Tech Updates: G7 CGM, DIY LoopLink, Glucose Prediction Apps
By Reshma Rajasingh, June Dong, and Hanna Gutow
DiabetesMine’s 2020 Innovation Days covered the latest in diabetes technology, including advances in continuous glucose monitoring and glucose prediction
DiabetesMine Innovation Days 2020 featured exciting advances in diabetes technology. While many upcoming diabetes devices are currently experiencing delays in clearance and marketing due to COVID-19, we bring you some highlights from the virtual conference – including devices to look forward to and apps that are already available.
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During a keynote presentation,“The Future of CGM,” Dexcom CEO Kevin Sayer shared his optimistic outlook on the use of continuous glucose monitors (CGM) for a growing number of people with diabetes. The Dexcom Clarity software has been used in more clinics during the pandemic, illustrating the importance of CGM and remote technology right now and in the future. Sayer also said that CGM is becoming increasingly useful for people with type 2 diabetes – pilot data from UnitedHealth Group’s Level 2 program showed that people with type 2 diabetes (even those not on intensive insulin therapy) experienced more stable glucose levels with CGM use.
Sayer also discussed the upcoming Dexcom G7 CGM. The sensor will first launch with a 10-day wear, though Dexcom hopes to expand its lifetime to 15 days in the near future. Similar to the G6 sensor, the G7 CGM will continue to allow DIY use for people using DIY looping. Read more about the G7 here.
Technology blogger Scott Hanselman (one of the first Loop users) and former NASA engineer Marquette Trishaun revealed their newest product in development: LoopLink. As background, Loop is a do-it-yourself (DIY) automated insulin delivery system (AID). It requires use of CGM readings and a device to communicate between the CGM and a compatible insulin pump. For those familiar with this system, RileyLink is one communications bridge device. The new LoopLink (pictured at right) is a smaller and thinner alternative that aims to be compatible with RileyLink, and it has double the range for device communication. Hanselman is working with the Nightscout Foundation to hopefully make the product widely available by December. When released, LoopLink will only be compatible with Omnipod insulin pumps, and it will cost about $125. If you are interested in learning more or testing an early version of this product to provide feedback to the developers before the product is released, visit the website.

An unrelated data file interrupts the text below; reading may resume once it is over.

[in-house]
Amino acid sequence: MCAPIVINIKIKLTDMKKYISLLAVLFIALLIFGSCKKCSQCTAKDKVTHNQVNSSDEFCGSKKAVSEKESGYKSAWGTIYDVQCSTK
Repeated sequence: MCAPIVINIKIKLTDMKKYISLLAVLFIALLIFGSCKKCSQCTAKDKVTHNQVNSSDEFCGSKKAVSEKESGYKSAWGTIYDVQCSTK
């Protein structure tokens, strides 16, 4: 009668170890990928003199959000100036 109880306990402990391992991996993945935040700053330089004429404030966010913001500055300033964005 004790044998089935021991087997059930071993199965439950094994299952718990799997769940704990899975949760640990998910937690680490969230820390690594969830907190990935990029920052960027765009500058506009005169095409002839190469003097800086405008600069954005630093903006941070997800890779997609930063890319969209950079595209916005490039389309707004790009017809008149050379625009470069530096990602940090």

These apps were presented at the DiabetesMine virtual conference and are each available in select countries. While we can’t yet confirm the safety or efficacy of each app, we wanted to share the exciting advances – we’ll keep you updated on the latest technology as we learn more.
Diabits is a Canadian DIY companion app that aims to predict your glucose levels ahead of time so you can make adjustments for the future. Currently Diabits needs at least five days of CGM data to estimate glucose levels one hour into the future and predict nighttime hypoglycemia nine hours in advance. The app uses CGM data, food information that you enter, and smartphone activity data to provide glucose sensing predictions. Diabits is compatible with Dexcom CGM devices with Share (some G4, all G5 and G6 sensors) and available for free for iOS and Android, but it’s not yet available in the US.
Users receive a Weekly Analytics Report via email that summarizes trends in glucose levels, including Time in Range and average daily glucose.
Follow feature gives care-partners access to your glucose predictions.
Endobits is the healthcare professional platform that works with Diabits so that your healthcare team can view and evaluate your data remotely.
January AI uses machine learning to predict a user’s glucose response even without real-time CGM data – making it especially useful for people with type 2 diabetes not on insulin (the app is not currently designed for people with type 1 diabetes). Noosheen Hashemi, Founder and CEO of January AI, provided a look at the future of glucose sensing with its newest algorithm. Users start by wearing a CGM for two weeks so that the January AI algorithm can become familiar with their individual glucose responses. Then, the app can provide predictions for how certain foods or activities may affect glucose levels, as well as tools for staying in range, such as how long to walk after a meal. To get these insights, people take a photo of their food or enter the ingredients into the system, and January AI uses a built-in database of over 16 million foods to identify the nutritional value of what you are eating. January AI uses a paid subscription model – the three month starter package costs $288 and includes two CGMs, a telehealth visit, and access to the app. The app provides information about glucose patterns, but cannot replace a glucose monitoring device.
Quin is a free UK-based mobile app that helps people on multiple daily injections of insulin calculate insulin titration and dose timing. Founder and CEO Cyndi Williams shared that using the app, 67% of people spent more Time in Range, and 75% of people had fewer high and low glucose events. Users are asked to log three weeks of information in the app about their meals (size, time eaten, and an optional carb count), basal and bolus insulin doses, and glucose treatments, so the app can gain sufficient insight about the individual. It claims Users can then look at past meals, predict glucose levels for the next five hours, and receive reminders for pre-scheduled events, like mealtimes and insulin doses. For now, the app is available only for people taking insulin via syringe or pen in the EU and select other European countries, and only for iOS.